1998 – the first time I held my husband’s hands. We were 15.
Against all odds, we continued to hold hands for 22 years, and counting. Riding through pager times to Nokia phones to iPads to whatever is here in modern times. Hormones played a huge part in the early days. Laughter, excitement, euphoria, lust.
Then learning about communication, conflict management, jealousy, sadness, sacrifices, compromises, commitment – the foundation of a meaningful relationship. Love to me is willingness to put an effort and commitment to make it all work.
As the baby grows older, the fixation on obligations and responsibilities lighten.
There is space to explore – to make the choices to include each other. To respect personal space; to encourage personal growth. After more than 2 decades, possibilities and opportunities still present itself every day for the relationship.
Every day, even on a seemingly normal day, there are intentions to be set. Choices to be made.
It takes a certain courage to choose to say,
‘No. We will not leave this to tomorrow.’
It takes a lot of awkwardness to say,
‘Touch me here. Not there.’
It takes years of self-observation to cultivate openness and willingness to say,
‘I think we need to work this out.’ And not ‘It’s all your fault.’
It takes time to cultivate safety and space for vulnerability to express your soft needs, to say..
‘I feel scared when you..’ and not ‘How could you do this… ’
As we grow ‘older’, we learn to not allow external conditions or the waves of emotional and mental habits to dictate the state of the relationship. At some point of any relationship, you need to begin to build a healthy relationship with yourself if you want to maintain long healthy relationships.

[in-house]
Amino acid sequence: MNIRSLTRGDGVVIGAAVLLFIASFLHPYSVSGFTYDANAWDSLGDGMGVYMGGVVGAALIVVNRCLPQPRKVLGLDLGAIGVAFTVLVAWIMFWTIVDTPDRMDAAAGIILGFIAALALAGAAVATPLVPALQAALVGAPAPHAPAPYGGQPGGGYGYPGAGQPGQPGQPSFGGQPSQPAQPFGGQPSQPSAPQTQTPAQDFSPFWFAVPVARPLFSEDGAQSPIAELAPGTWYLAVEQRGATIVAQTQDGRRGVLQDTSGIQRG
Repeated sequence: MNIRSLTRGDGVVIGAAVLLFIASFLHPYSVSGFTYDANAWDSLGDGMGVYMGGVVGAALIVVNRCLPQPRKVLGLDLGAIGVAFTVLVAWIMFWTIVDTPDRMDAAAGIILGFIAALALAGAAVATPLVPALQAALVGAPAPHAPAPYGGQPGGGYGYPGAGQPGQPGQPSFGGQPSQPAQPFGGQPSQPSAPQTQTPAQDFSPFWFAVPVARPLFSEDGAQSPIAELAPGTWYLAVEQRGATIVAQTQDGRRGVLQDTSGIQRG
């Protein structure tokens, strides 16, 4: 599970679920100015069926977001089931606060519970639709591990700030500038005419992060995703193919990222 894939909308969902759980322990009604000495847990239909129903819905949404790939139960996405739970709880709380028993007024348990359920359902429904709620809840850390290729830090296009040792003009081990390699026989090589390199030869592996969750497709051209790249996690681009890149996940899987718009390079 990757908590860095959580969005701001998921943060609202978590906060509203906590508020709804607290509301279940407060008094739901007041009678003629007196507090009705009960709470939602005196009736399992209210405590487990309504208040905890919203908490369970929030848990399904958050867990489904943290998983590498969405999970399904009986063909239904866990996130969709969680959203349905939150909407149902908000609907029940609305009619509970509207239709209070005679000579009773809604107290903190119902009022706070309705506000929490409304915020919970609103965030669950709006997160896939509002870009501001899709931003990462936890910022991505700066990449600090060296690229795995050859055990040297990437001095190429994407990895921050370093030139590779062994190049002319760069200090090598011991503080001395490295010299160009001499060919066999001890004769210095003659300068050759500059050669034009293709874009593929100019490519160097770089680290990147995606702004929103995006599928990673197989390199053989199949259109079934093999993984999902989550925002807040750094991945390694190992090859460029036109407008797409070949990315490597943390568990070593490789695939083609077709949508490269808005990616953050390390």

As I practice and explore my relationship with myself, I learn to be loving and intimate with the self, and making it so much easier to be loving and intimate with others.
‘Am I relying on others to make me happy?’
‘This is so hard for me, but let’s not leave this to tomorrow.’
‘I acknowledge that I feel this shame about my body, let me begin to learn a different way’
‘Is it helpful to keep blaming myself?’
‘It is ok to feel scared, I let myself feel it.’
‘Practice easing into the challenging feelings, not pushing them away’
When I started working on myself, all I wanted was to be a better person for my partner and my child; not to love me. But then you realise that relationships have such universal dynamics, and you can’t ever truly be selective about it. It has to start with cultivating your relationship with yourself. This practice of self-observation, non-judgement, kindness etc – you can call it mindfulness, or you call it by any other name.
It might take months to years, but as long as you keep at it like any other skill we practice, we can grow increasingly comfortable with the self-observation, the self-compassion, and to be kind to yourself, to relax into our own inner challenges.
Possible for self; possible for others.
Now the ability to extend that same love and compassion to others becomes possible and easier when we experience it for ourselves. Our children, partner, parents, friends – To see their vulnerabilities and pain, to choose to be kind and not blame. To sit comfortably with conflicts and not see it as a fixed state of the relationship. To see possibilities for change and betterment and not resignation (and that might mean ending a relationship sometimes).
To develop the wisdom to discern and to walk the path of peace and lightness in your relationships, and not never-ending drama and pain.
To hold my husband’s hand and not feel tired of it, it’s a conscious effort and choice.